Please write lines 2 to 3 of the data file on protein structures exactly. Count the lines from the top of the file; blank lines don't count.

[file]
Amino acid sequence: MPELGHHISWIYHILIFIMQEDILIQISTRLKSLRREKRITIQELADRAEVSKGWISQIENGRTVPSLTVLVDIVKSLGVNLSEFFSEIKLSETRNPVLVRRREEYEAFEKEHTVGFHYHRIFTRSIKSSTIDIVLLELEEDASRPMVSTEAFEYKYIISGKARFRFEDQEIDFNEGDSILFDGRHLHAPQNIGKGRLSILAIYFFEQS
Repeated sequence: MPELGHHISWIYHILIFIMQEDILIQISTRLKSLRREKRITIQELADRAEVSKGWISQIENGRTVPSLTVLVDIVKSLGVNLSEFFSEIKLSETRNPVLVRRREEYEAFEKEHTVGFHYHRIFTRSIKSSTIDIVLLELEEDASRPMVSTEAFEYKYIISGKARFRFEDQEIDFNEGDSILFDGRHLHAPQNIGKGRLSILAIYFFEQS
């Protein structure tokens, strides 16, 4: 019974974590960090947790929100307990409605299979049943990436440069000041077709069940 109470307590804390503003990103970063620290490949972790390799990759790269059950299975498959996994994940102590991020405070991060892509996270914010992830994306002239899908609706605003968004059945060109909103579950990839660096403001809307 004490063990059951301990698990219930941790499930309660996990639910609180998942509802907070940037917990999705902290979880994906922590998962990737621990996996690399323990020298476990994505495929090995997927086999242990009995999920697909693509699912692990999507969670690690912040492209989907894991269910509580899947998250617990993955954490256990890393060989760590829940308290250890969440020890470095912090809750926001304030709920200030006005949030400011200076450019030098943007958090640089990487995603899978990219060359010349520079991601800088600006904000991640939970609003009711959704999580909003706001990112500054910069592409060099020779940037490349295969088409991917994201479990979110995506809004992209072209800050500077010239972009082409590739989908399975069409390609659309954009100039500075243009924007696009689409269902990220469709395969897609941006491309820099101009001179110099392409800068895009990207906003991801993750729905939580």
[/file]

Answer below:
Repeated sequence: MPELGHHISWIYHILIFIMQEDILIQISTRLKSLRREKRITIQELADRAEVSKGWISQIENGRTVPSLTVLVDIVKSLGVNLSEFFSEIKLSETRNPVLVRRREEYEAFEKEHTVGFHYHRIFTRSIKSSTIDIVLLELEEDASRPMVSTEAFEYKYIISGKARFRFEDQEIDFNEGDSILFDGRHLHAPQNIGKGRLSILAIYFFEQS
């Protein structure tokens, strides 16, 4: 019974974590960090947790929100307990409605299979049943990436440069000041077709069940 109470307590804390503003990103970063620290490949972790390799990759790269059950299975498959996994994940102590991020405070991060892509996270914010992830994306002239899908609706605003968004059945060109909103579950990839660096403001809307 004490063990059951301990698990219930941790499930309660996990639910609180998942509802907070940037917990999705902290979880994906922590998962990737621990996996690399323990020298476990994505495929090995997927086999242990009995999920697909693509699912692990999507969670690690912040492209989907894991269910509580899947998250617990993955954490256990890393060989760590829940308290250890969440020890470095912090809750926001304030709920200030006005949030400011200076450019030098943007958090640089990487995603899978990219060359010349520079991601800088600006904000991640939970609003009711959704999580909003706001990112500054910069592409060099020779940037490349295969088409991917994201479990979110995506809004992209072209800050500077010239972009082409590739989908399975069409390609659309954009100039500075243009924007696009689409269902990220469709395969897609941006491309820099101009001179110099392409800068895009990207906003991801993750729905939580």